My favorite projects to account manage are videos that in some way improve the world. This use of video is called video advocacy, and the promotion of these videos is both effective and resonates with audiences. Video is one of the most creative means to drive a viewer to action.

Changing and improving the world is a lofty goal, but many of Overit’s clients use video in exactly this way- to engage, empower, and drive a conversation and specific outcomes. Video is “beneficial for advocacy campaigns because they are a simple and efficient way to convey the main points of an idea or project to many people.”(1)

In my experience, video is one of the most successful means of communicating difficult ideas more easily.

It’s also effective (2):

  • Companies that use video as part of their marketing see 41% more traffic than those that don’t – Aberdeen
  • 70% of marketers feel that video produces more conversions than any other content type – Vidyard
  • Video drives a 157% increase in organic traffic from search engines – Brightcove

Video is effective in part because of the emotional connection viewers are able to forge with the story being told on a screen. Whether a story is told by actors, animation or in testimonial format, a viewer can learn about the experience of the participants on-screen.

There are several key ingredients when creating video for advocacy purposes (3) and all of these concepts are important to being as intentional in the production and promotion processes:

  • Start with specific purpose: what’s the objective of the video?
  • Know the audience: This is very important to determine up front; who will be watching and responding to your message? Are there specific ways to tell the story to that audience that will be more appealing?
  • Know the desired action you want the audience to take: what is the call to action (CTA)?
  • Choose the best way to deliver that message: This is where characters (or actors), music, language and all the elements of the video have to work together in order to get the message through to your audience. Without the right connection, you will not get people to move on the desired action. People rarely act unless they feel they must, and forming an emotional connection is key to compelling action.
  • Make sure the video is shown at the right time and place: You can have a glorious video with the right message that gets lost in the content shuffle. How and when you deliver a video will affect the outcome. For instance, some audiences will respond best to short videos shown on social media, while others will be impacted by seeing a :90 commercial at the movies. Knowing your audience helps determine the when and where of message delivery.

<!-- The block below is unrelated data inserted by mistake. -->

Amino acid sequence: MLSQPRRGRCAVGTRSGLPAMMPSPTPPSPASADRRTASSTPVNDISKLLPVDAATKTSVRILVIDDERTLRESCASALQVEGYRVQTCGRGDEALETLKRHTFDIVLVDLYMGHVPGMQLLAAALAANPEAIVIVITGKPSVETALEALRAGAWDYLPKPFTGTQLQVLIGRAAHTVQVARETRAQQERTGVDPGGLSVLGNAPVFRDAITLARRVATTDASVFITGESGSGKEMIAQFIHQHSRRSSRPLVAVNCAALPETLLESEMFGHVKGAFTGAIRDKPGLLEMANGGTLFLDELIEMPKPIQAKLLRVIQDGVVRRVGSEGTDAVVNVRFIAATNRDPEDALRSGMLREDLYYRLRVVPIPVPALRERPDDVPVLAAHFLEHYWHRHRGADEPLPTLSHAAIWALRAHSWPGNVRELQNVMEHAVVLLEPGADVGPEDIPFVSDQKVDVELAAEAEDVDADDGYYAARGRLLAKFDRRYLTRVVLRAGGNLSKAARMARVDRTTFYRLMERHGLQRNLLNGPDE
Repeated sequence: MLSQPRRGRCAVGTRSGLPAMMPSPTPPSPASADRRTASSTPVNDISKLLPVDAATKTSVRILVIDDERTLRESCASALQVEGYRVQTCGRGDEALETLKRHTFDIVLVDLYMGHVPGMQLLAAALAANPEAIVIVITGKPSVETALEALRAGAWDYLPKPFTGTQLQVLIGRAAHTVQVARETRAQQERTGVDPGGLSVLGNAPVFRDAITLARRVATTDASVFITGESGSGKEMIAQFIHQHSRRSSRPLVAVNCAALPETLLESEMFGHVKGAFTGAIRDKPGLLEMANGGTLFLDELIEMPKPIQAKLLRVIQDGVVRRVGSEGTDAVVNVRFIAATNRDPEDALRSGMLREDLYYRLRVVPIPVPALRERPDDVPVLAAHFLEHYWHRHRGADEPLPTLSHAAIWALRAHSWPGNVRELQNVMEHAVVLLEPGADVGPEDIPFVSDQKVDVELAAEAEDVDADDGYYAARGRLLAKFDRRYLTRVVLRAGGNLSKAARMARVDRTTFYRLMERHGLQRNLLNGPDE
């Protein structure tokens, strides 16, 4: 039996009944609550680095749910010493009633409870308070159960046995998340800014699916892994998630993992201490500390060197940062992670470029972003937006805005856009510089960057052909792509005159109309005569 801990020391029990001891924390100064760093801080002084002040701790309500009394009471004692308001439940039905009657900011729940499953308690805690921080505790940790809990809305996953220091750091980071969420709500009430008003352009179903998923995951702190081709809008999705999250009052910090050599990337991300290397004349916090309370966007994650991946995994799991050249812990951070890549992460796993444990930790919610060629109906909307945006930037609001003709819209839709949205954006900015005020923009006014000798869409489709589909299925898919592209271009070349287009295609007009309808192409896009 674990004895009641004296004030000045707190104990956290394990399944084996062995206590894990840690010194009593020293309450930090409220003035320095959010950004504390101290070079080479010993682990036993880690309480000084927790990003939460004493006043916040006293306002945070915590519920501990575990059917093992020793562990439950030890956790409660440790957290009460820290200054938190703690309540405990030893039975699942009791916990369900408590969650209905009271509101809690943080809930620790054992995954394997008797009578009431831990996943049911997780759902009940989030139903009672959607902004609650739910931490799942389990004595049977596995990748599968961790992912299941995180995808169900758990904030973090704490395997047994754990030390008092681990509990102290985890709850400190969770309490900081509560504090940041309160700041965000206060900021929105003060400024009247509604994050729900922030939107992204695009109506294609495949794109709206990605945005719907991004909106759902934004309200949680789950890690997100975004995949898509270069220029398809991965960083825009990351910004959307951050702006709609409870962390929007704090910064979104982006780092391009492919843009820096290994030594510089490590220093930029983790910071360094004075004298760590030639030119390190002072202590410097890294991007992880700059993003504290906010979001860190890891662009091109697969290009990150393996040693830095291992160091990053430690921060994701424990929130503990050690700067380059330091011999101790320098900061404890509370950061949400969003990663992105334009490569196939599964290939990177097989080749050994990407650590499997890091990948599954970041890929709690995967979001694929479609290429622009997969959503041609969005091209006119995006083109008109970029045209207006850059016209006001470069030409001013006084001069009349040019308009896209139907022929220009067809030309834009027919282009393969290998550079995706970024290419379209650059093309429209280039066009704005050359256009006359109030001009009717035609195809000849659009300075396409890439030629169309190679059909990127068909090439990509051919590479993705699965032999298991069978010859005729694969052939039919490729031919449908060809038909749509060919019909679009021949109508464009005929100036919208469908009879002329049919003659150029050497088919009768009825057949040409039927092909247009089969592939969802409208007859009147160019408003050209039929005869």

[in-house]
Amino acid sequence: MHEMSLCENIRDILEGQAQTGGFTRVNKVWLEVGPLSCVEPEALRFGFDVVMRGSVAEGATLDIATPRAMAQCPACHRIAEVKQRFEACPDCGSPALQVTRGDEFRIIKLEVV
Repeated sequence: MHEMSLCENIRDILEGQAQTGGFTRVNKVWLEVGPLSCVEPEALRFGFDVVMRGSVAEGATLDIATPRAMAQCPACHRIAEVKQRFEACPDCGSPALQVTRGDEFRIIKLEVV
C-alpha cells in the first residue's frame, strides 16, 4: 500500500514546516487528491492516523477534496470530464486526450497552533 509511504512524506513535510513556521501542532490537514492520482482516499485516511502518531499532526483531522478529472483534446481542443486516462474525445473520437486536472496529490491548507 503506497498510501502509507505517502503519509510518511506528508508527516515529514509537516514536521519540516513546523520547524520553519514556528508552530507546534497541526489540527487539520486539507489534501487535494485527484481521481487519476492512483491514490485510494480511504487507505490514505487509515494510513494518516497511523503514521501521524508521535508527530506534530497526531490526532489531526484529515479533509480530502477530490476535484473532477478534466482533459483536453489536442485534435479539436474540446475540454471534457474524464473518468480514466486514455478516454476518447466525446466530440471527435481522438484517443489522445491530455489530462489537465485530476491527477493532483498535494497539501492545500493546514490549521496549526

Overit has worked with several clients on advocacy videos. Most recently, we worked with Malkin and Ross & Safe Horizon to produce a long form video to be shown to individual state government representatives to pass the NYS Child Victim Act. We also worked to create shorter form videos to be shown on television.

In this case:

  • Purpose: have testimonials from child sex abuse survivors that would be shown to the NYS legislature, and shorter public service announcement (PSA) commercials to the community at large.
  • Audiences: in this case, there were two audiences. A specific video was created for government officials while other PSAs were created for the public (survivors and those who may know someone who has been a victim).
  • Desired actions: the video shown to members of the state legislature was created to compel them to vote to pass the Child Victims Act. The CTA of the public-facing PSAs was to call, learn more and get help.
  • Delivery of message: The testimonial video is an emotionally impactful six minute video, and the lighting, voiceover and music are all respectful and evocative. The elements Overit used were to underscore the powerful testimony of survivors. The PSAs are significantly shorter but highlight a key message of getting help in a similar style.
  • Right place and time: The testimonial was shared on various forms of social media, but primarily used as an in-person tool with the legislative representatives and for use on lobby days during the key weeks when the New York State Assembly and Senate bills were up for vote. PSAs were primarily shown in key demographic areas via television.

I am proud to say that as of this writing, the bill has passed the Assembly. The video is one piece of a broader campaign by advocates to pass a law benefiting children who have been abused. The fight continues in the New York State Senate*.

Video should be part of a larger campaign for awareness, branding, or to enable a specific change or action. In my opinion, video should not be used as a standalone piece, but as the most resonating part of a campaign.

Listening and watching a video can bring us not only intellectual understanding but, by engaging all our senses, can force us to emotionally connect as well. If you can produce a video that connects with a viewer, as a marketer, you have done half your job. The other half is compelling that action, which the language and visuals of a video will do if it was created with intentionality from the beginning

*To learn more visit http://www.nypasscva.com/

References:
(1) Overview: https://www.newtactics.org/video-advocacy/video-advocacy
(2) Statistics: https://www.brightnonprofit.com/video-marketing-nonprofits/
(3) 5 Key Ingredients: http://toolkit.witness.org/en/videoadvocacy/5-key-ingredients-video-advocacy